Japanese Maple Collection
Japanese Maples are one of the most impressive plants in the plant kingdom, and as you will discover here, I have a bit of a passion for them. Enjoy my Japanese Maple Collection!
The above two photos are my Golden Full Moon Japanese Maple. When this tree breaks dormancy in the spring the leaves are almost florescent green. Very eye catching. As you can see from the close up, the sun does nip the edges of the leaves by mid summer, but in this location this tree gets intense afternoon sun, so it really does hold up quite well.
It's also important to note that we are zone 5, northern Ohio. Very close to Lake Erie. When that lake freezes over, it gets quite cold here. Often down to or below 0 degrees Fahrenheit. For the most part, these Japanese Maples do well here. But there are times when we see winter damage, and often it happens to older trees.
These two pictures are one of the Red Laceleaf Weeping Japanese Maples that I have in my landscape. In the close up you'll notice some green color. Just a week before I took these photos Pam and I trimmed all of the plants in the landscape, including the Japanese Maples and this green color is foliage that was not exposed to the sun before we trimmed. Now that it is visible, it will color up nicely.
Note that we trim all of the plants in our landscape in mid July every summer. That's when they need it the most, so that's when they get trimmed. It's also important to note that we "go after" these Japanese Maples with regular hedge shears. Most people are afraid to trim their Japanese Maples, and at best clip a branch here or there. We shape ours like we would any other plant in the landscape, and I can assure you, they love it. As a result we get nice tight, full plants that people drool over.
The above two photos are the Butterfly Japanese Maple in my landscape. This is a really cool little tree. It's not a laceleaf, nor does it weep, but the leaves have a very interesting cut edge. And as you can see, they have beautiful variegation and the new growth in the spring is nothing short of breath taking. The new growth comes up out pink. This is by far one of my favorites, but then again, how do you choose?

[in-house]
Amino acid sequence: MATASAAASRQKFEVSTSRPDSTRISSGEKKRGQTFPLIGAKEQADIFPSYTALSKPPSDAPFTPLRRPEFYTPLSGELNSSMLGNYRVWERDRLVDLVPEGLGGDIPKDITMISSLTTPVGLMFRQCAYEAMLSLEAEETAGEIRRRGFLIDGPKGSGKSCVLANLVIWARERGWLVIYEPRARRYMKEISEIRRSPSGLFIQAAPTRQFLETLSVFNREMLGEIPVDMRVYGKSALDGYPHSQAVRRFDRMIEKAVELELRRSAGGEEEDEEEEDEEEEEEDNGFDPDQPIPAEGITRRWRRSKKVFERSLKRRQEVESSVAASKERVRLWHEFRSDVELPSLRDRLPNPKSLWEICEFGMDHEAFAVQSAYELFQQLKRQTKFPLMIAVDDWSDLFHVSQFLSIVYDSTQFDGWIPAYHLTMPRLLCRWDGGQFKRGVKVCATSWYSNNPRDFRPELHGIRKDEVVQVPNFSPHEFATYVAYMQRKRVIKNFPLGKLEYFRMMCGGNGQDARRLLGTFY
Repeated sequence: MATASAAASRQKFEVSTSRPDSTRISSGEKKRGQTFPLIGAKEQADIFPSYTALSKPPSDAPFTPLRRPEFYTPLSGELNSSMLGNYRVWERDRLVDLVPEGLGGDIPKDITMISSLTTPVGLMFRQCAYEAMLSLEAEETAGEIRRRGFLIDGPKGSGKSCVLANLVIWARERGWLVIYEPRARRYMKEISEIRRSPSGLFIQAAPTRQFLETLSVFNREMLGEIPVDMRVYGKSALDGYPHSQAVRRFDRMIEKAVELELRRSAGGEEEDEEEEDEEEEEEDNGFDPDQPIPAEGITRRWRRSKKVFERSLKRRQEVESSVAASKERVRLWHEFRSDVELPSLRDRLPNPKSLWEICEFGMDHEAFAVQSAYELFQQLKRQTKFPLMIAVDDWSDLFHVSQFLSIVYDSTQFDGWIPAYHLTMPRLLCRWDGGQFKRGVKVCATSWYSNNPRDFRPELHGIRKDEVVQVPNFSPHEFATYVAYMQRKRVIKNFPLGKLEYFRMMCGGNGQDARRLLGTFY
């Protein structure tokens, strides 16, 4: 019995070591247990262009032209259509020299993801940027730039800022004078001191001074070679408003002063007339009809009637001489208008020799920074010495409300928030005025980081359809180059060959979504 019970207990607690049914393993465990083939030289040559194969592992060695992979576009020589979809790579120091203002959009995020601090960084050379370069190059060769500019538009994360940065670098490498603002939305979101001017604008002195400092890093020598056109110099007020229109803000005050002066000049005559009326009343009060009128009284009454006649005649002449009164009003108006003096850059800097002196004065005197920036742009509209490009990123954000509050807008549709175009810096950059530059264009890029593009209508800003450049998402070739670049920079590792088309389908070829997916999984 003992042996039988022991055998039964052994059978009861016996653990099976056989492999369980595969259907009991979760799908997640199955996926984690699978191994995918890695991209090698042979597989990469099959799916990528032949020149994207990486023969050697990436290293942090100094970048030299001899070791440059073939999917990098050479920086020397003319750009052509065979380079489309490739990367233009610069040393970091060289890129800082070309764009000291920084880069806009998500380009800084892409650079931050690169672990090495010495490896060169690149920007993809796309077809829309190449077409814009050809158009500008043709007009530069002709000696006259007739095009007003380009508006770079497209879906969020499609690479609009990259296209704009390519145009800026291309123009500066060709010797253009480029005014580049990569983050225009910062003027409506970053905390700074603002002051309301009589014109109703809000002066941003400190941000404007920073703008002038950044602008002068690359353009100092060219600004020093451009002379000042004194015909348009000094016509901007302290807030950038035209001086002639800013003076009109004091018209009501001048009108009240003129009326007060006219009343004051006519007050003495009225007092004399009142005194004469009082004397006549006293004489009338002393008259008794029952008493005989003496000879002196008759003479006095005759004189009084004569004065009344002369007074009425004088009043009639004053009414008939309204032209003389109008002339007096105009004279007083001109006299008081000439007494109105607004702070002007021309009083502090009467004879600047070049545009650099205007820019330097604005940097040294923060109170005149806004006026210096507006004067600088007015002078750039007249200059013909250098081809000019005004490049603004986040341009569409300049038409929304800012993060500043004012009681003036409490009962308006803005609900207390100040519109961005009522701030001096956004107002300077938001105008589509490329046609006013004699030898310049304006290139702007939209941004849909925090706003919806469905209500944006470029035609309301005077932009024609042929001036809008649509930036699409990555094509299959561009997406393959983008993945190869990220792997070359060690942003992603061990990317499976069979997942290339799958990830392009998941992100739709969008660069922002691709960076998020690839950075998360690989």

I've got three of these Goshiki Shidare Japanese Maples in my landscape, and because they are a variegated plant, they all look similar but different. The reason for that is because they are variegated and when the propagator takes the scions (cuttings) for grafting they are taken from different places on the stock plant thus creating variations. The variegation may be more pronounced on any particular branch on the stock plant, and that pronounced characteristic gets transferred to the new plant. And that makes for some very interesting trees as you will see!
I've got three Red Laceleaf Weeping Japanese Maples in my landscape and to the best of my knowledge they are all three different varieties. Two of them I'm not 100% sure of the variety because I bought them from a retailer, and they were not properly tagged.
Which is why I always tell people, "If you don't have the tag for any given plant, then you really don't know for sure what it is. No matter how many experts you ask!"
As you can see, this Super Red Laceleaf Weeping Japanese Maple looks just like the other two, and I know they are not the same variety. And there are more varieties than you can imagine.
This Goshiki Shidare Japanese Maple is one of the newer additions to my landscape. I mentioned that I paid $350.00 for this plant on the message board and people have been asking me to post a picture, so here it is! I took this photo at the end of July, but you should have seen this plant in the spring. It was almost pink!
A friend of mine has two or three very large hoop houses just full of beautiful Japanese Maples like these. These things are very long growing projects, but they do about 1,000 new ones each winter. Looking down through those hoop houses is like being in fantasy land! I've never seen so many beautiful plants in one place.
Notice in the top photo how this tree is a little open and doesn't have really great shape? That's why it's important to trim these things, so you can balance the head, and at at the same time get some of those open areas to fill in.
Waterfall Japanese Maple is a laceleaf weeping variety, but it is light green in color. Although most people like the red ones, this tree will really wake up a landscape. Just look at that foliage!
This impressive little tree is a Lions Head Japanese Maple. Very slow growing. You have to look closely at the top picture because I accidentally framed a PJM Rhododendron in this photo so it looks like it's part of the Japanese Maple. Sorry about that. But again, this is a Japanese Maple with yet another branching habit, and very different foliage. These things grow very, very slow, thus when you do find one they are usually pretty expensive.
I told you that I had three of these Goshiki Shidare Japanese Maples in my landscape, and that all three of them are very different. When I saw this one at my friend's nursery I went home, grabbed my spade and started pulling out plants to make room for this tree. This is one of the most unusual Japanese Maples I've ever seen. It's also a laceleaf weeping variety. The variegation was even whiter when I first planted it. I can't wait to see what it looks like next spring.
So there you have it! My Japanese Maple collection, and as you can see I am pretty passionate about these silly plants.
by Michael J. McGroarty